Bonnie Wheeler steps back in time to the Middle
Ages every day to illuminate such issues as gender, heroism, and chivalry through her scholarship
and her teaching. Although her research spans from the origins of the legend of King Arthur
in the sixth century to the heroism of Joan of Arc in the fifteenth, Wheeler contends that
her discoveries offer students valuable insight about their roles in society today.
"We presume that gender is a contemporary
concern, but the first thing people always ask about a healthy baby is, Is it a boy
or a girl?" says Wheeler, associate professor of English. "Im interested
in how gender formation takes place across cultures and time. Until recently, weve
known very little about women in the Middle Ages, but weve also known just as little
about male role formation in that period."
Wheeler, who serves as director of SMUs
Medieval Studies program in Dedman College, has spent the past 25 years researching gender
roles in the Middle Ages, focusing on such significant figures as the Abbess Heloise, Abelard,
and Joan of Arc. She also writes about literary representations of heroism in the Middle
Last fall Wheeler, who frequently appears on
the History Channel and A&E Network, discussed Joan of Arc on a History or Hollywood
program. "Joan of Arc was the quintessential military hero and ultimate political victim.
Her story is one about love for her country only as much as it is about her love for God.
It forces us to consider questions of spirituality, something that intellectuals (as professional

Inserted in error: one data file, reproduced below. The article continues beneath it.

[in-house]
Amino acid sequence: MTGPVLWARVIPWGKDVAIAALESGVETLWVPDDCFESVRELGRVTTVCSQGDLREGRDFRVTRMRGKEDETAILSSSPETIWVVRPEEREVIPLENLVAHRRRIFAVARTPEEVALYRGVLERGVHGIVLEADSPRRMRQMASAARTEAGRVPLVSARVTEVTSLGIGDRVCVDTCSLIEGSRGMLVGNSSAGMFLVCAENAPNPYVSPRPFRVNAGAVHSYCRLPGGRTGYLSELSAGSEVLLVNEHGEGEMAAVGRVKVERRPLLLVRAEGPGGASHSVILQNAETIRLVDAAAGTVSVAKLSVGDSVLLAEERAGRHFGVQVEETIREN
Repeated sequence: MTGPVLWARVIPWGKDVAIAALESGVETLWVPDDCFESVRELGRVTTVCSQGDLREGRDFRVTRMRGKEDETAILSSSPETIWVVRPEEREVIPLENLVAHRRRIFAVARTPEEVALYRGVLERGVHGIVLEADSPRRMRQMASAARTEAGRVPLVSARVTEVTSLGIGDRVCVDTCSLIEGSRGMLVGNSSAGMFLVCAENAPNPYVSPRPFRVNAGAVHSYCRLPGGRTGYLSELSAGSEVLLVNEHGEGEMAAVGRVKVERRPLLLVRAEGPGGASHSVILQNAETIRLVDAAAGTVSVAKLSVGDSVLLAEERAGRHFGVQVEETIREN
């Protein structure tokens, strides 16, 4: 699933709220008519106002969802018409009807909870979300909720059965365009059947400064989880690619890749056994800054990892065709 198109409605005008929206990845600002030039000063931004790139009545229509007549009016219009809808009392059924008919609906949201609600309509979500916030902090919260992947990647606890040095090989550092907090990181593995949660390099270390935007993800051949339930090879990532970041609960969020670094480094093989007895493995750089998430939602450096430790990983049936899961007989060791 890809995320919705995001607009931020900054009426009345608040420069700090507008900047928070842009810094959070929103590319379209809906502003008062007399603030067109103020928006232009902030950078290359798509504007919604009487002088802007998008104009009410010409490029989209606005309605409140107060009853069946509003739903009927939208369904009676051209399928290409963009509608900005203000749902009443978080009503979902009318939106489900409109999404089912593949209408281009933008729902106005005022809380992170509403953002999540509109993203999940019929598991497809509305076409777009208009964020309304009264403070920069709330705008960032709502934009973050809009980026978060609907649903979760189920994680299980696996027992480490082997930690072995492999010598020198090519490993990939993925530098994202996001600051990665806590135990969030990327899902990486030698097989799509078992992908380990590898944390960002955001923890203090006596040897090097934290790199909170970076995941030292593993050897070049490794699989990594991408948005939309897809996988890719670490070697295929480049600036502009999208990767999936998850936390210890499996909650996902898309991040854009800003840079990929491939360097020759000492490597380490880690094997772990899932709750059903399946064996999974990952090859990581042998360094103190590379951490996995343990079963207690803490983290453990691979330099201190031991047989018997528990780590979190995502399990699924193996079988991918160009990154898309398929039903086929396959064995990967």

skeptics) often find embarrassing."
As general editor for the book series The
New Middle Ages, Wheeler has edited Feminea Medievalia I: Repre-sentations of the
the Middle Ages; Medieval Mothering; Fresh Verdicts on Joan of Arc; Becoming
Male in the Middle Ages; and most recently, Listening to Heloise: The Voice of a
Wheeler also serves as editor of Arthuriana,
the quarterly journal of the International Arthurian Society North American Branch.
The journal maintains a Web site at dc.smu.edu/Arthuriana/.
"Stories of King Arthur are often thought
to be utopian, but I argue instead that these stories maintain a vivid, hopeful even
heroic idea of society and politics in spite of inevitable human frailty," Wheeler
says. "These stories are often beautifully crafted, and I am drawn to their beauty
as much as to their insight."
Wheeler, who joined SMU in 1975, previously taught
at Columbia University and Case Western Reserve University. At SMU she has received numerous
honors and grants, including the Outstanding Teacher Award, the Perrine Prize of Phi Beta
Kappa for excellence in scholarship and teaching, and SMU Research Council grants, among
others. She received her Ph.D. from Brown University in 1971.
For more information: Bonnie Wheeler
Web site: www.smu.edu/~bwheeler/medstud/program.html
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